Unit Studies 101

unit-studies-101

Over the next 5 days, I will be giving you a crash course on unit studies in a series called “Unit Studies 101.” By the end of this series, you will understand why I love unit studies so much, and why my students are so far ahead in their content areas of learning. My kids are able to retain their learning with much greater efficiency, and all while having fun and not being rushed!

Here is a preview of what will be coming up this week:

Unit Studies 101

Day 1: What is a Unit Study? (this post)
Day 2: Unit Studies Accommodate All Learning Styles
Day 3: Unit Studies vs. Textbooks
Day 4: Acceleration Through Unit Studies
Day 5: How to Put Together a Unit Study

What is a Unit Study?

A unit study is an educational approach where you integrate all your subjects into one theme. This is ideal for many homeschool families who teach kids of multiple ages, and they want to focus on one time period or topic in science at a time. For example, if you are learning about Ancient Egypt, you tie your history, literature, art projects, writing assignments, and field trips into that time period. Retention is higher when learning is approached this way, and all learning styles are addressed.

A lot of people think that unit studies are something that people add on to an already overloaded curriculum. But no; this is not the case. It replaces the other curriculum except for math and learning how to read and write. You can choose a spine or backbone to your study of history or science if you want (by using a pre-made curriculum), or you can use books from the library alone.

Unit studies simplify your homeschooling significantly. After the kids do math first thing in the morning, you are only doing one theme for the rest of the morning. You don’t feel rushed to splinter the day into tiny bits that are almost schizophrenic. If you have 4 kids, you don’t have to teach 4 different science books. Instead, you go deeply into one topic until you master it, then move on to another topic. You will cover all your sciences in depth way before the kids in the schools. Simple. Deep. Fun.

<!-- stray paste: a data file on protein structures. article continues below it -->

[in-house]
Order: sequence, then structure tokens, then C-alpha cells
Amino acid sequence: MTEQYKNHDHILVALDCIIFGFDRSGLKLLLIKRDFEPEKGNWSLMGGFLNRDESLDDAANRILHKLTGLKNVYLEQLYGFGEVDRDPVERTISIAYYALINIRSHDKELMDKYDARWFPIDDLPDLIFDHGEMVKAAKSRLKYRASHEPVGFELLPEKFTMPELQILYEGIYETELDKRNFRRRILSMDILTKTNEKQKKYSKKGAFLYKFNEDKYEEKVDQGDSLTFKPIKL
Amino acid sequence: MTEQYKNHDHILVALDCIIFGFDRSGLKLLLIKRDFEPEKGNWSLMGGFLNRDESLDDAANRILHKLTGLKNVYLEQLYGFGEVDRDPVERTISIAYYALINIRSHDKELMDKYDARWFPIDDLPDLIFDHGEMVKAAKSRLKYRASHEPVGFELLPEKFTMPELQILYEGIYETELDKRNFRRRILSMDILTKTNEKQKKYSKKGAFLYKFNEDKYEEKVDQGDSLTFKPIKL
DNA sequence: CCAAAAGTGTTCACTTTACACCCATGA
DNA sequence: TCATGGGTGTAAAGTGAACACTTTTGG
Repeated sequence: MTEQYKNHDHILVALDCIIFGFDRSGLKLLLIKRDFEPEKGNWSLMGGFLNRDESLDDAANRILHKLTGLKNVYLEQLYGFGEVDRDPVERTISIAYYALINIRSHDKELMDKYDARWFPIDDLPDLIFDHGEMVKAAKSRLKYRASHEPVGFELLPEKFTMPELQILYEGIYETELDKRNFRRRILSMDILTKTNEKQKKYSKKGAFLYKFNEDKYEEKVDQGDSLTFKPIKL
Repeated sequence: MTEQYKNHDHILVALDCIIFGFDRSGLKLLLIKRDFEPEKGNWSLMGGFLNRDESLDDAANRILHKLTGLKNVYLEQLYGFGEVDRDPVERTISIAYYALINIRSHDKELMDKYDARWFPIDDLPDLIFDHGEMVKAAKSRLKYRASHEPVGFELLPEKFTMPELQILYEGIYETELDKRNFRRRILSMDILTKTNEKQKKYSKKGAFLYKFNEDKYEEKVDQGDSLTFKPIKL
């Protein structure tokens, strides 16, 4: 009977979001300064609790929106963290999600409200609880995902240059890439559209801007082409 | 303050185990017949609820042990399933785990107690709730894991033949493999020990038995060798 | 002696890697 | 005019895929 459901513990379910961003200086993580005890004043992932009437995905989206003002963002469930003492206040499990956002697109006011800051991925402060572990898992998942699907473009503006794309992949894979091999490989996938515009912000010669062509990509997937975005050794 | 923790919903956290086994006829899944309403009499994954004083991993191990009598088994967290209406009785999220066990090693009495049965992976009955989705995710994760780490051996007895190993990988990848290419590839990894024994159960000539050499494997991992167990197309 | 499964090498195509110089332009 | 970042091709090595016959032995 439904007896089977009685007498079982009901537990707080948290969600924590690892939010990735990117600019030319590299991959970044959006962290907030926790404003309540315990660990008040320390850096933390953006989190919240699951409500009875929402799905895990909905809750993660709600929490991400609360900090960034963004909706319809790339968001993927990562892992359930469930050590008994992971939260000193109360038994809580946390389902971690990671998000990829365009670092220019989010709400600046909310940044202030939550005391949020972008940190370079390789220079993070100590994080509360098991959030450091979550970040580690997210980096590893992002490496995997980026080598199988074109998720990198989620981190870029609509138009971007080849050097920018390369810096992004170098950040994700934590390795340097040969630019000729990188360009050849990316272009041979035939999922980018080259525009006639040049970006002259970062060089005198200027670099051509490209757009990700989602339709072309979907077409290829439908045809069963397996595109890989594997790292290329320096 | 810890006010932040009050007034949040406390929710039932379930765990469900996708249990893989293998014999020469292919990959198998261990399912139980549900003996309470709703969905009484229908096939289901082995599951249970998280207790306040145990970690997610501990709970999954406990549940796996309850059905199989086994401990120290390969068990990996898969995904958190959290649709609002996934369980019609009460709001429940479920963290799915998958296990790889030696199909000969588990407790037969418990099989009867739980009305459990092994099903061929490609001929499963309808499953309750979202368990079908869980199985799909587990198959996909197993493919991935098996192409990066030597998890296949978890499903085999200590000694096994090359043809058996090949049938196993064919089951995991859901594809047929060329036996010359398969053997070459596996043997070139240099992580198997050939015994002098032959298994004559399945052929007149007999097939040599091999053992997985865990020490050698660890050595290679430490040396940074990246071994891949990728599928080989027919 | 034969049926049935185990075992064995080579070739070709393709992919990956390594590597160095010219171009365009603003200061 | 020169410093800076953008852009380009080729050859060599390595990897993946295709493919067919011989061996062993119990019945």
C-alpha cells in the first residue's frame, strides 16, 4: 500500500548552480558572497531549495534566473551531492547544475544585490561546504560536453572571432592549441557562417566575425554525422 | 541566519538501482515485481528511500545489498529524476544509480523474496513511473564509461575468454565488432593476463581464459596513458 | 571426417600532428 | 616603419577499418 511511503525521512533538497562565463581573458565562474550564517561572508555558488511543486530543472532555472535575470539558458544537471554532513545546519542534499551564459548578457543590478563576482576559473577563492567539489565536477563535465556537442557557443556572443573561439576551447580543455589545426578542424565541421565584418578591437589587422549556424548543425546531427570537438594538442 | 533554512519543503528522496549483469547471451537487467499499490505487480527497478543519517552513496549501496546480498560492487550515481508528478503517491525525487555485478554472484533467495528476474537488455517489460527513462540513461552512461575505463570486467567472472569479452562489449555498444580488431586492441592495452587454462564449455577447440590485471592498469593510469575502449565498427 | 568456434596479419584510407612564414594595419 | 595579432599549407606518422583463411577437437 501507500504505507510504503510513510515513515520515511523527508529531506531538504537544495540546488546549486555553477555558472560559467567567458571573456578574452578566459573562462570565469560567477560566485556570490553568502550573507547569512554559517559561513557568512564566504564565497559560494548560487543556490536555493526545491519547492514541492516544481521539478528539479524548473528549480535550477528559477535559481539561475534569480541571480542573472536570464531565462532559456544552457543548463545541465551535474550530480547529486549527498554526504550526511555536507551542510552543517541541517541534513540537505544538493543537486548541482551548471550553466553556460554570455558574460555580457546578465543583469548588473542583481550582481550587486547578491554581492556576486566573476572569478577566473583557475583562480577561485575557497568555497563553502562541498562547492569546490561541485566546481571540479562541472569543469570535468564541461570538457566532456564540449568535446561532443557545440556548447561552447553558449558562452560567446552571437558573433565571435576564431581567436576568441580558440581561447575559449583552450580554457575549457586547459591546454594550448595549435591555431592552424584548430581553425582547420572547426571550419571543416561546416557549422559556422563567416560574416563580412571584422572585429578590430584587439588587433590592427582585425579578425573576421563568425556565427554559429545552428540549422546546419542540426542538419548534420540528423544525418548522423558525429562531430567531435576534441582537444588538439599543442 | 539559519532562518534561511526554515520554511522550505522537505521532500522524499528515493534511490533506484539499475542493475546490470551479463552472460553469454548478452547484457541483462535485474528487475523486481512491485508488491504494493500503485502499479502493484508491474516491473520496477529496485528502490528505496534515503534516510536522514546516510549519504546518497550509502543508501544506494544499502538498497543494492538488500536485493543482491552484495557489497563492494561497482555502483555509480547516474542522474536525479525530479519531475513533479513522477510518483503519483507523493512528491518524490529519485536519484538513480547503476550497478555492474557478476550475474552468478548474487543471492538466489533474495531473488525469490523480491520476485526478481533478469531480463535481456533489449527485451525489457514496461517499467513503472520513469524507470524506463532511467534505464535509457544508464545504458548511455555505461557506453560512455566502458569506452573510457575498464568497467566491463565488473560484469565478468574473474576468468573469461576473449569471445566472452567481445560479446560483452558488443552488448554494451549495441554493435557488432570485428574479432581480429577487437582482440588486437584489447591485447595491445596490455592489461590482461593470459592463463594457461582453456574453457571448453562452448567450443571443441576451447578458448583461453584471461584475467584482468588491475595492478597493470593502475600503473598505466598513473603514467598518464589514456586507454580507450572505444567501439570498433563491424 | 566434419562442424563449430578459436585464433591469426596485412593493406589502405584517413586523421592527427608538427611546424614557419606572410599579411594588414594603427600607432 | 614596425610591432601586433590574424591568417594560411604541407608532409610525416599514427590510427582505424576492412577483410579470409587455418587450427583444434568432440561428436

Where is the Joy in Your Homeschooling?

If you have no joy in your homeschool, you are probably using a method other than unit studies. Unit studies are the most effective, long-lasting, and fun way to teach any topic. Your kids will laugh and have fun while splashing into the theme of the unit. Brothers and sisters aren’t isolated into the solitary confinement of their rooms to do their work separately while yawning. Instead, the whole family does read-alouds and dramatizations of the themes being studied so that relationships between family members are built.

Come back tomorrow to see how a unit study addresses every learning style for your students.

This Unit Studies 101 series is linked to Hopscotch with iHomeschool Network:

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13 Responses to “Unit Studies 101”

  1. Ticia says:

    I guess in some ways a lot of what I do with my kiddos are unit studies, but it never quite seems like what we do is that for some reason.

    • Susan says:

      Lots of people do unit studies without knowing it because they enjoy splashing into a time period or a science topic, and they do lots of hands-on activities. It’s really a fun way to learn about any topic!

  2. Salma says:

    I’ve never heard of Unit Study, interesting concept.

    • Susan says:

      It’s the best way to learn something. If you have a hobby, you read everything you can about it, seek out experts to teach you more, and watch TV shows about it. It’s the same thing with a unit study.

  3. Lancelot says:

    Never heard of such a concept.
    But this looks to be the best.
    Retention indeed will be a lot.
    Nice writing Susan.

    • Susan says:

      If kids can’t retain the information that they are learning for school, what is the point in going through the motions of pretending to learn it? With unit studies, you learn the concept for real.

  4. Sophie Bowns says:

    If I had children, personally I would never home school them. I just think that they would miss out on so much!